A growing national concern for adolescent health is the use of e-cigarettes, often referred to as vaping or JUULing (for a popular brand name). In just a few short years, there has been a dramatic increase in teen use of these devices, and New Trier is no exception. The latest data from the CDC's Youth Risk Behavior Survey, given to all New Trier students every other year, shows an alarming jump in students who reported vaping at least once within 30 days of taking the survey: from 19 percent in 2016 to 42 percent in 2018.
Student are often unaware of or underestimate the health risks associated with these devices, which deliver nicotine, flavoring, and other additives by heating a liquid to create a vapor which is then inhaled. Teens are attracted to the many flavors available (from cotton candy to cucumber) and the ease with which they can hide the devices. E-cigarettes frequently contain nicotine at higher doses than what is found in traditional cigarettes. For example, a recent study found that one pod of JUUL has the same amount of nicotine as one pack of cigarettes. Nicotine is highly addictive and negatively effects brain development in adolescents. E-cigarettes can also be used to deliver THC, the psychoactive chemical contained in marijuana, which presents the same dangers of addiction and negative impacts on brain development as traditional marijuana use. In addition, the liquids used in e-cigarettes may contain known carcinogens and toxic chemicals mixed with potentially toxic metal nanoparticles, such as nickel, chromium, and cadmium, from the heating element.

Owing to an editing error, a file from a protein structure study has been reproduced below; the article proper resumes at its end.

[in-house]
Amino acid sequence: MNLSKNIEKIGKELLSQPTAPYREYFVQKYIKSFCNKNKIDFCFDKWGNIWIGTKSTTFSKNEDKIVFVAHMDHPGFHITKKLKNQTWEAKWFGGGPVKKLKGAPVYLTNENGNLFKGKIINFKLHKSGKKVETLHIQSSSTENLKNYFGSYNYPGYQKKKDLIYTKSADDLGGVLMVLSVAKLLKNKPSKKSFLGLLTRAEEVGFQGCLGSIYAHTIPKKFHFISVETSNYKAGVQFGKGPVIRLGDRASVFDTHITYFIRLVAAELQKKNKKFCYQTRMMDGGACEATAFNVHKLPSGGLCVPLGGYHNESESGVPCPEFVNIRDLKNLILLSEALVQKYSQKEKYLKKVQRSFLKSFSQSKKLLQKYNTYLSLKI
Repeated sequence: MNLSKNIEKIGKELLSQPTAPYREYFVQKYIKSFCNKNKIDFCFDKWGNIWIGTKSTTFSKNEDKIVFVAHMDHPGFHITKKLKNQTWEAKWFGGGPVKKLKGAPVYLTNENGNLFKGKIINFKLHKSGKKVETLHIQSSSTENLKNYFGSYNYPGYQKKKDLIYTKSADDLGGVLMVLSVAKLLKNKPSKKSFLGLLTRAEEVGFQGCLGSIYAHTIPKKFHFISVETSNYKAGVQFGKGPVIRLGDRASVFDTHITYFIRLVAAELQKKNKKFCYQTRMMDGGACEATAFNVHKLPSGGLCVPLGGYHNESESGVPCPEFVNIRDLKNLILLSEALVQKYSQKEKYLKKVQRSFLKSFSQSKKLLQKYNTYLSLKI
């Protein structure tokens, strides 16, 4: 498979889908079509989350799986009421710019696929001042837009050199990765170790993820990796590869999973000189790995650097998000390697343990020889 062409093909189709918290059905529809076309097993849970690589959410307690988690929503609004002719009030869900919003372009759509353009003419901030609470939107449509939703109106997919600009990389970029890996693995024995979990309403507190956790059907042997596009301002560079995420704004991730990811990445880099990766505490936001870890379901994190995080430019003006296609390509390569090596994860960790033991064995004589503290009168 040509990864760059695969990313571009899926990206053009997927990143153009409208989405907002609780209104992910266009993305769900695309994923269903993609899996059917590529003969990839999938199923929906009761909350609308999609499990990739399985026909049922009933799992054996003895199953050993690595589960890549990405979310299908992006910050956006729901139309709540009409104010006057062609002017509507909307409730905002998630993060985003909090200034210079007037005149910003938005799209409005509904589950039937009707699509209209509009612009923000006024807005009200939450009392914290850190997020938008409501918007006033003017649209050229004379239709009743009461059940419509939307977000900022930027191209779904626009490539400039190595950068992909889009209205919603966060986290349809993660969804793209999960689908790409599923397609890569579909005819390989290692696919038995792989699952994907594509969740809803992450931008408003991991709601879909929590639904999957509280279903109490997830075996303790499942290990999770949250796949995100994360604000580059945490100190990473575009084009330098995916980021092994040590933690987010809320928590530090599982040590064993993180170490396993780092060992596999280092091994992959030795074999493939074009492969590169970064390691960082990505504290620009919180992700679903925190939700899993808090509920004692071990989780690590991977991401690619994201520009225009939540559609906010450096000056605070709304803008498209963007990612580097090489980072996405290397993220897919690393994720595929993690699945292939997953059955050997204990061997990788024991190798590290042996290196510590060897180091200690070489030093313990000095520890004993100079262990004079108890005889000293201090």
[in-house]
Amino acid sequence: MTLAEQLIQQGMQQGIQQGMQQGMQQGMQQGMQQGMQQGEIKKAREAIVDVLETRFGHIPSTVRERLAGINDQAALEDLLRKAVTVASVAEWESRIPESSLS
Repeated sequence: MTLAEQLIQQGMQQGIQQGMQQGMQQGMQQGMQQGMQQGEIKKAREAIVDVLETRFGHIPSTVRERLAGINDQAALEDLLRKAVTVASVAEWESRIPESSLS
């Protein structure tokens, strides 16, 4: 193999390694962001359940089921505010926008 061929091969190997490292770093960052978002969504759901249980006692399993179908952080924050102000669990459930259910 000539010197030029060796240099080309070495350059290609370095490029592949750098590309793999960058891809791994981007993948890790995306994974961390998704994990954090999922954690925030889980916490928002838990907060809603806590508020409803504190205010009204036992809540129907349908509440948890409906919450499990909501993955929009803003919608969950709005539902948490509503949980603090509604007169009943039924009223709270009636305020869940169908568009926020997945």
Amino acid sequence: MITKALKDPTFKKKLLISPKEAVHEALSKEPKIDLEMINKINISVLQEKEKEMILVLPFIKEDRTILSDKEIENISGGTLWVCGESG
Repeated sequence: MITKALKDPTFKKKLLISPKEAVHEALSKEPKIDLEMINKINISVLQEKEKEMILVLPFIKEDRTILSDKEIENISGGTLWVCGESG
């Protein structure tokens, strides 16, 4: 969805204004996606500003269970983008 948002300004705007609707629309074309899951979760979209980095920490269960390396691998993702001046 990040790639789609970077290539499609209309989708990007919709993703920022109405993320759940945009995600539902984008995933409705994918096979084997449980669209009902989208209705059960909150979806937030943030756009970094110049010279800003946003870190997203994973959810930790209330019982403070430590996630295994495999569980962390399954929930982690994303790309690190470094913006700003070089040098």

New Trier has incorporated information about the dangers of e-cigarettes into our health curriculum and school wellness campaigns. Some examples of those lessons are on this page. We also know that consistent consequences for use of these devices can act as a healthy deterrent for students. Starting in the 2018-2019 school year, in addition to a school consequence, any student found in possession of an e-cigarette device will be referred to our on-site police officer (school resource officer) for a possible local citation, which may result in a fine and/or a hearing at Village Hall or Cook County Circuit Court. It is a violation of Illinois state law and village ordinances in Winnetka and Northfield for students under the age of 18 to be in possession of these devices. In addition, it is against school policy for any student of any age to have e-cigarettes on campus.
This web page includes reports and resources for parents, students, and staff regarding the use of electronic cigarettes. While New Trier has stepped up its efforts to both prevent and stop the use of e-cigarettes by students, any effective campaign must be a partnership between parents, the community, and the school. We all must work together to spread the word about the dangers of these devices, which, like cigarettes, risk developing a lifelong addiction for the young people who use them.